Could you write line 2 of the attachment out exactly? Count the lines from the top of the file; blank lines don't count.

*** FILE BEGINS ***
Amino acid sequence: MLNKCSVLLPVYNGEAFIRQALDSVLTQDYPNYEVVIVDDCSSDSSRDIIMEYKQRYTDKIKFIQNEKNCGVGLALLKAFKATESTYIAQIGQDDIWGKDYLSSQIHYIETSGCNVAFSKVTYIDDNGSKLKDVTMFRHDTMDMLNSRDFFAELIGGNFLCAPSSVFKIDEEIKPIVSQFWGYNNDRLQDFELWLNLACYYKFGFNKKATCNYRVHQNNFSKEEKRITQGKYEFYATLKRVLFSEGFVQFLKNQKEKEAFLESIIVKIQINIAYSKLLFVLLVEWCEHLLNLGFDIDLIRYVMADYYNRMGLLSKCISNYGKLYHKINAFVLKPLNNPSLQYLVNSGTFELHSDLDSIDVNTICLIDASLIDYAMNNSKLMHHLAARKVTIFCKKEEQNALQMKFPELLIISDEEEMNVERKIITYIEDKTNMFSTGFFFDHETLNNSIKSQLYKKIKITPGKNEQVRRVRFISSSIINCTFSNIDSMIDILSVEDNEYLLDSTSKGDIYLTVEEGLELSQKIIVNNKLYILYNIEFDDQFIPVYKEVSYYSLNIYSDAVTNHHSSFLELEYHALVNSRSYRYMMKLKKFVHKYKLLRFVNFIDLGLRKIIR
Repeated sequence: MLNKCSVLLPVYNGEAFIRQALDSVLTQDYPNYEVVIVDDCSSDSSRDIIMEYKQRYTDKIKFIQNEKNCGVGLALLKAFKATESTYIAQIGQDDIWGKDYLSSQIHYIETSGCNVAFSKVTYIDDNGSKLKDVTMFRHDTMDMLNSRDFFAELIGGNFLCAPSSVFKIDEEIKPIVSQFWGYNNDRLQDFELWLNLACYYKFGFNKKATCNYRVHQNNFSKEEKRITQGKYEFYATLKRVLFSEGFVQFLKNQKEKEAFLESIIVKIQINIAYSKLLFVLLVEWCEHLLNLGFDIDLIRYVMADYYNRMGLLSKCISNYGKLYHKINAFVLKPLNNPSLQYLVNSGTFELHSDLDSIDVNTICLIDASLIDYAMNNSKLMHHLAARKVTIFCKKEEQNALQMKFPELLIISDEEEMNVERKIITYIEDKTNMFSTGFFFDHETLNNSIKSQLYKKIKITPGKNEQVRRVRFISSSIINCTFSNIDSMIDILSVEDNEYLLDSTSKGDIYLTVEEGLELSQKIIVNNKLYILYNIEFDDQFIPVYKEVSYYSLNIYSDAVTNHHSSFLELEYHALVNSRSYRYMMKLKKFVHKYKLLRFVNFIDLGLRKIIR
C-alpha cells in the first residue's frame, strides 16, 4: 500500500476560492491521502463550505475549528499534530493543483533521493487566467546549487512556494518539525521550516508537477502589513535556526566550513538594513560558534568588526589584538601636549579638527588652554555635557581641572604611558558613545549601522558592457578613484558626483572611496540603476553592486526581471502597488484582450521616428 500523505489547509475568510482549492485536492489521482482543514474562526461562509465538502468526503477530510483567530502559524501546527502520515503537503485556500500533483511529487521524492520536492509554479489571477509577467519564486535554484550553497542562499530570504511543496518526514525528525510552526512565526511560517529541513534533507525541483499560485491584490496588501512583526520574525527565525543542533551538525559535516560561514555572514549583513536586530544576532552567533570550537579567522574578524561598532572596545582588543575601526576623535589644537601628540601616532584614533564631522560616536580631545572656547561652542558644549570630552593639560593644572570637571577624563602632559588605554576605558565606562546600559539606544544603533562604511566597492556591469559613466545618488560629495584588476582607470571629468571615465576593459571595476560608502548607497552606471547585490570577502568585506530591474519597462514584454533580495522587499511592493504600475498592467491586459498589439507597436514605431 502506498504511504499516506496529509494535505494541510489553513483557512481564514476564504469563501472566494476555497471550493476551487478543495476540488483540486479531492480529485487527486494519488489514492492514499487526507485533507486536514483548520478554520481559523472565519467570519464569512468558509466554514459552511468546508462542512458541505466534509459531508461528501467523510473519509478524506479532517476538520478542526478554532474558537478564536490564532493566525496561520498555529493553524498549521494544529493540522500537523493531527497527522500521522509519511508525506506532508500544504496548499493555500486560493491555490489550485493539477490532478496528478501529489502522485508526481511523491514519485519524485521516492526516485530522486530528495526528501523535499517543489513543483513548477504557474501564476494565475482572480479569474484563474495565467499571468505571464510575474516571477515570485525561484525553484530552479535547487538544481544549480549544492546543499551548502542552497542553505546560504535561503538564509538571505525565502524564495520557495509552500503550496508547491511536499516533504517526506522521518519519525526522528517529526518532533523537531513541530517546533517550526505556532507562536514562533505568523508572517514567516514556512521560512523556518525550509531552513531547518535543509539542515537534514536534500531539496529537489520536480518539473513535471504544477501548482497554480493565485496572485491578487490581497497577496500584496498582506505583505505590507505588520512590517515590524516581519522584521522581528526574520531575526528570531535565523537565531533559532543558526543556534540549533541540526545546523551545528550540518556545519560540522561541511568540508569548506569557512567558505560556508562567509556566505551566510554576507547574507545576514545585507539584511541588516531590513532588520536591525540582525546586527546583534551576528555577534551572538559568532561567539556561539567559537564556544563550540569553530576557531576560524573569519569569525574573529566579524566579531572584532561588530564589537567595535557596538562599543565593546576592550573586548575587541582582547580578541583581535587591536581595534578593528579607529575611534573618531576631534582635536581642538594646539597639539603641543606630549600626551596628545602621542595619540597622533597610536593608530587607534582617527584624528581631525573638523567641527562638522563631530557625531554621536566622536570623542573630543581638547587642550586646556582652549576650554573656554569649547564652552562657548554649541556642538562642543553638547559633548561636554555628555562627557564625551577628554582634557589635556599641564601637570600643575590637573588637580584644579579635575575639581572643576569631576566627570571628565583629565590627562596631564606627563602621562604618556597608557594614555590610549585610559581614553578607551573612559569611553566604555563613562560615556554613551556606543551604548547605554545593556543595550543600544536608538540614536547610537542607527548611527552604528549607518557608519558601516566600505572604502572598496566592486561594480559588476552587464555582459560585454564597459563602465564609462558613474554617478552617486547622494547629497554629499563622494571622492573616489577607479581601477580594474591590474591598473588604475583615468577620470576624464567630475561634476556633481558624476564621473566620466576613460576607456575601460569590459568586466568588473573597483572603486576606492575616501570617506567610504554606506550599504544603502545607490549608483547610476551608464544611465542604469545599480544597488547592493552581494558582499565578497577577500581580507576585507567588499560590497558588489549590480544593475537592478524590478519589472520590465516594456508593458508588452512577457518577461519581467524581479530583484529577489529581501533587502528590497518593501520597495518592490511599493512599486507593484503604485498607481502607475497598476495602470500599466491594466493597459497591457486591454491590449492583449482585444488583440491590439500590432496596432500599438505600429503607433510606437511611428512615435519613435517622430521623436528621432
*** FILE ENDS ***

Repeated sequence: MLNKCSVLLPVYNGEAFIRQALDSVLTQDYPNYEVVIVDDCSSDSSRDIIMEYKQRYTDKIKFIQNEKNCGVGLALLKAFKATESTYIAQIGQDDIWGKDYLSSQIHYIETSGCNVAFSKVTYIDDNGSKLKDVTMFRHDTMDMLNSRDFFAELIGGNFLCAPSSVFKIDEEIKPIVSQFWGYNNDRLQDFELWLNLACYYKFGFNKKATCNYRVHQNNFSKEEKRITQGKYEFYATLKRVLFSEGFVQFLKNQKEKEAFLESIIVKIQINIAYSKLLFVLLVEWCEHLLNLGFDIDLIRYVMADYYNRMGLLSKCISNYGKLYHKINAFVLKPLNNPSLQYLVNSGTFELHSDLDSIDVNTICLIDASLIDYAMNNSKLMHHLAARKVTIFCKKEEQNALQMKFPELLIISDEEEMNVERKIITYIEDKTNMFSTGFFFDHETLNNSIKSQLYKKIKITPGKNEQVRRVRFISSSIINCTFSNIDSMIDILSVEDNEYLLDSTSKGDIYLTVEEGLELSQKIIVNNKLYILYNIEFDDQFIPVYKEVSYYSLNIYSDAVTNHHSSFLELEYHALVNSRSYRYMMKLKKFVHKYKLLRFVNFIDLGLRKIIR